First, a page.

The analysis of language begins with sentences understood as propositions. This means that they’re considered linguistic expressions that have the values of either being true or false. At the same time, every sentence or proposition expresses facts about the real world and abstractions from it. For example: “The sky is blue” or “The triangle contains a right angle”.

According to this conception, language fulfills the function of indicating the errors originating from the bad use of grammar. Its analysis represents a solution to philosophical problems.

Russell’s ethics

Bertrand Russell didn’t only write about problems relating to the philosophy of knowledge. In fact, he was also interested in ethics. With these, he established a relationship between happiness and goodness. According to this philosopher, the good and kind individual will be happy.

Thus, Russell developed an ethic of benevolence, due to his moralizing character and compromising and liberal style, claims a work published in Estudi General. His dimension of ethics is contrary to the one founded on the universality of duty and norms. It also proposes pseudo-subjectivism.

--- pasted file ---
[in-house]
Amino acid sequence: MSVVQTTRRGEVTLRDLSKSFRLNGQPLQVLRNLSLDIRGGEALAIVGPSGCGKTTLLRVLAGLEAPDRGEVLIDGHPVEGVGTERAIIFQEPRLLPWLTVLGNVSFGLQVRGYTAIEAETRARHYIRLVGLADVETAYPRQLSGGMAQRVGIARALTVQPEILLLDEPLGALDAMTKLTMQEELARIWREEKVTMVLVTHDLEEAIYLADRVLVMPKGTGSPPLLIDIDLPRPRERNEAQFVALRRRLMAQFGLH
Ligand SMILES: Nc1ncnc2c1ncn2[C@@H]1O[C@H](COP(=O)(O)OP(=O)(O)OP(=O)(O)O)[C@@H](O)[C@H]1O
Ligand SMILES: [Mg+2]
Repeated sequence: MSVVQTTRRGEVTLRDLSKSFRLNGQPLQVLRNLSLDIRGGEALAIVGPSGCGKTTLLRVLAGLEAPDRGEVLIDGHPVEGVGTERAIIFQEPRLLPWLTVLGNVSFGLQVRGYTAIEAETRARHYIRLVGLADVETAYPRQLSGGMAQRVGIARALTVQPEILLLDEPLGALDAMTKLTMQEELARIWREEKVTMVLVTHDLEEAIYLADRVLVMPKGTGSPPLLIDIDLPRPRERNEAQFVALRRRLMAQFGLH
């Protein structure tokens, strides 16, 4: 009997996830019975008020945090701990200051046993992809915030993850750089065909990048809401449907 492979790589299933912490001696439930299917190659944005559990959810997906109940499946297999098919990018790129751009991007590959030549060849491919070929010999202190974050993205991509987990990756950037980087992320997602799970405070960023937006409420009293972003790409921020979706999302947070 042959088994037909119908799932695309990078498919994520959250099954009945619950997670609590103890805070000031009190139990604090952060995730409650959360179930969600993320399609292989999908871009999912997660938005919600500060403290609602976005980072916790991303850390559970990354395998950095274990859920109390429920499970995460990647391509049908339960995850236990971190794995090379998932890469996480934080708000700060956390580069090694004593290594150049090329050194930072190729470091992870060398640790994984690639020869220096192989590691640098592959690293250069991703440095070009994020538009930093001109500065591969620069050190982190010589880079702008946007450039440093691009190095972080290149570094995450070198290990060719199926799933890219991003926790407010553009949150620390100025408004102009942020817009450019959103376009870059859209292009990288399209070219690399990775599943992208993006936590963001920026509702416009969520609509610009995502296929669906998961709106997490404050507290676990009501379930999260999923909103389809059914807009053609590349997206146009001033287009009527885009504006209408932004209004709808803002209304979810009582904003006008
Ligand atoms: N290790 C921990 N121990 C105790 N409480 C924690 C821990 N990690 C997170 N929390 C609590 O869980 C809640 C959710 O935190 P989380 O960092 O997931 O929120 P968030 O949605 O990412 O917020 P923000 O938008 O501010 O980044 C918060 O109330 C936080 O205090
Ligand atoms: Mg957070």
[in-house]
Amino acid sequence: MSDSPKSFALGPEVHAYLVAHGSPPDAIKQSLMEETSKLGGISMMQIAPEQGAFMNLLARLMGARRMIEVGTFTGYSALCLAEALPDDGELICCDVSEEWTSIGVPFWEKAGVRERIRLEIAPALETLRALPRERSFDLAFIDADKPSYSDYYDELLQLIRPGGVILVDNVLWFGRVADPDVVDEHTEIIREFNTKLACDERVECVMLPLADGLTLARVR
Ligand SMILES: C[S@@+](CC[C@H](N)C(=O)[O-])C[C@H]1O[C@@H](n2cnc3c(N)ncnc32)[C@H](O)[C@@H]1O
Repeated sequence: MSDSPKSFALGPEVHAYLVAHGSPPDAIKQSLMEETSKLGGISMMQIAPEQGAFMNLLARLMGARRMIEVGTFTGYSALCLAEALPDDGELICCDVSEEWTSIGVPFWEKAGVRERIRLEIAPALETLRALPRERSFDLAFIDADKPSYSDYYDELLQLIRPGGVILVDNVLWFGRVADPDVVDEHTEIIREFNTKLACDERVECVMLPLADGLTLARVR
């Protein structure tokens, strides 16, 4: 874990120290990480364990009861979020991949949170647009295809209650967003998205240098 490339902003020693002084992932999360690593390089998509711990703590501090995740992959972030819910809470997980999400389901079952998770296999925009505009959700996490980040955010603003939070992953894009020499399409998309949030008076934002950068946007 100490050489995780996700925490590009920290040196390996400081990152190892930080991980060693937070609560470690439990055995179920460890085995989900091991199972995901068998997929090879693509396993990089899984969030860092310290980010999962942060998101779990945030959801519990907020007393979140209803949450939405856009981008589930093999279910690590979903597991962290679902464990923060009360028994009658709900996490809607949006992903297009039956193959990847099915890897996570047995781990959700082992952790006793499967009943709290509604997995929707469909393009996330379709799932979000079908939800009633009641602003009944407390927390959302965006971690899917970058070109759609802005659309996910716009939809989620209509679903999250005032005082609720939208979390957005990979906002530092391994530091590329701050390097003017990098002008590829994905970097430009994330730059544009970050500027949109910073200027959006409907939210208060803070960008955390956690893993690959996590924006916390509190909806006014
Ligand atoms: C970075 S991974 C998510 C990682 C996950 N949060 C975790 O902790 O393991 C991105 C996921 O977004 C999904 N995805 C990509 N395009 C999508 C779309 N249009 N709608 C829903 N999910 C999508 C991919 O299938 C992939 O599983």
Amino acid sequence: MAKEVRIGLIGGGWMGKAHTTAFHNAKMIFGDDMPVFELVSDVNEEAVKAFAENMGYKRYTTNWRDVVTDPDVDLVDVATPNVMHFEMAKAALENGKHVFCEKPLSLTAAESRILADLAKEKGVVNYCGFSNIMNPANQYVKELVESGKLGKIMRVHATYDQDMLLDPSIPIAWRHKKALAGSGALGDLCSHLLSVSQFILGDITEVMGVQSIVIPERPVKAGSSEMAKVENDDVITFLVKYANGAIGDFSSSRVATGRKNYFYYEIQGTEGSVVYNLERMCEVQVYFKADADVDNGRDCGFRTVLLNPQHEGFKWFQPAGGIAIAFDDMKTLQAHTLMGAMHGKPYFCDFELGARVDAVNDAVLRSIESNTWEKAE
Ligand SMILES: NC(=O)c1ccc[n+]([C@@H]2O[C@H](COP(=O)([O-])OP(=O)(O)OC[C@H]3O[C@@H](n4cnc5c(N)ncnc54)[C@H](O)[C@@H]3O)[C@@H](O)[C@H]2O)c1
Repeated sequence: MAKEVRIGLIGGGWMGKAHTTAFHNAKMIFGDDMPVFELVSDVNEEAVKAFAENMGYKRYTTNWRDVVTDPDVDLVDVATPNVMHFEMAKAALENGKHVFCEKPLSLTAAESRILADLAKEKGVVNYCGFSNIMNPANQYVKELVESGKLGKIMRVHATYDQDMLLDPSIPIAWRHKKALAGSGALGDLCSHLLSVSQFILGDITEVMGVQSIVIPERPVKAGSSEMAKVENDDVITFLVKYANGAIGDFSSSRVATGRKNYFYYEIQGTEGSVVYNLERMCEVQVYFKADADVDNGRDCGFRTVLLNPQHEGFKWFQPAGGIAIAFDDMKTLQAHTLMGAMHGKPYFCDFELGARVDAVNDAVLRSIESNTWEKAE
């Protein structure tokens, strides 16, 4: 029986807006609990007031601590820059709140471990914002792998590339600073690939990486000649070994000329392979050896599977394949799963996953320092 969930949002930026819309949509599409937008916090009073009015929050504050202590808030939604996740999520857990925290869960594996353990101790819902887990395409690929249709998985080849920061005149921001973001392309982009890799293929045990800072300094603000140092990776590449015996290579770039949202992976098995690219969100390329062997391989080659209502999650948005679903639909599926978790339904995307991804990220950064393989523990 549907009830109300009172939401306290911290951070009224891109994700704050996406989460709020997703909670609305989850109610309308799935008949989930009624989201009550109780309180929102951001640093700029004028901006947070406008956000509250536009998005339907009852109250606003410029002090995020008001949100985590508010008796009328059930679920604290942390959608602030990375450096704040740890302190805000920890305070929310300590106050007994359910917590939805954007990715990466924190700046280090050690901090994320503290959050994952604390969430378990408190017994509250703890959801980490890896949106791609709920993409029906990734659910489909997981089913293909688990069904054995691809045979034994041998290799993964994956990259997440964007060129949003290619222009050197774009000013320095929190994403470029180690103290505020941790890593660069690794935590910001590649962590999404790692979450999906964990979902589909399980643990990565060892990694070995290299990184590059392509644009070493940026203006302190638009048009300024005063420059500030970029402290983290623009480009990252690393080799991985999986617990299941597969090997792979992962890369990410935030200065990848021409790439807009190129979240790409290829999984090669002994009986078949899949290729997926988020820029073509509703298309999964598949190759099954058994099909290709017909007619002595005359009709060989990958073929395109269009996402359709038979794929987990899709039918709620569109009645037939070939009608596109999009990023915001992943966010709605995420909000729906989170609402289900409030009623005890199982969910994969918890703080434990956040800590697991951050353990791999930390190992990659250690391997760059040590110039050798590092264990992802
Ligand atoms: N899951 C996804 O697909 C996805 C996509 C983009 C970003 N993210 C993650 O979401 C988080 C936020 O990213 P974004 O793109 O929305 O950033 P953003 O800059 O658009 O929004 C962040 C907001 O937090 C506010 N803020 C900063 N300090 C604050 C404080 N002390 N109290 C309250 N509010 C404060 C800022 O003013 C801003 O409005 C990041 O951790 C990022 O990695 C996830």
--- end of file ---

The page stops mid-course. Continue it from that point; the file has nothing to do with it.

Consequently, each individual adopts values as a guide. This is a matter of personal choice. Furthermore, we all write our own definitions of what a good life is. It’s an activity stimulated by our personal feelings and emotions.

At first glance, it might seem that Russell worked on the principle of ethical individualism or morality where each of us is governed by our own rules. But, the reality is that he took into account that kindness or good actions have social repercussions.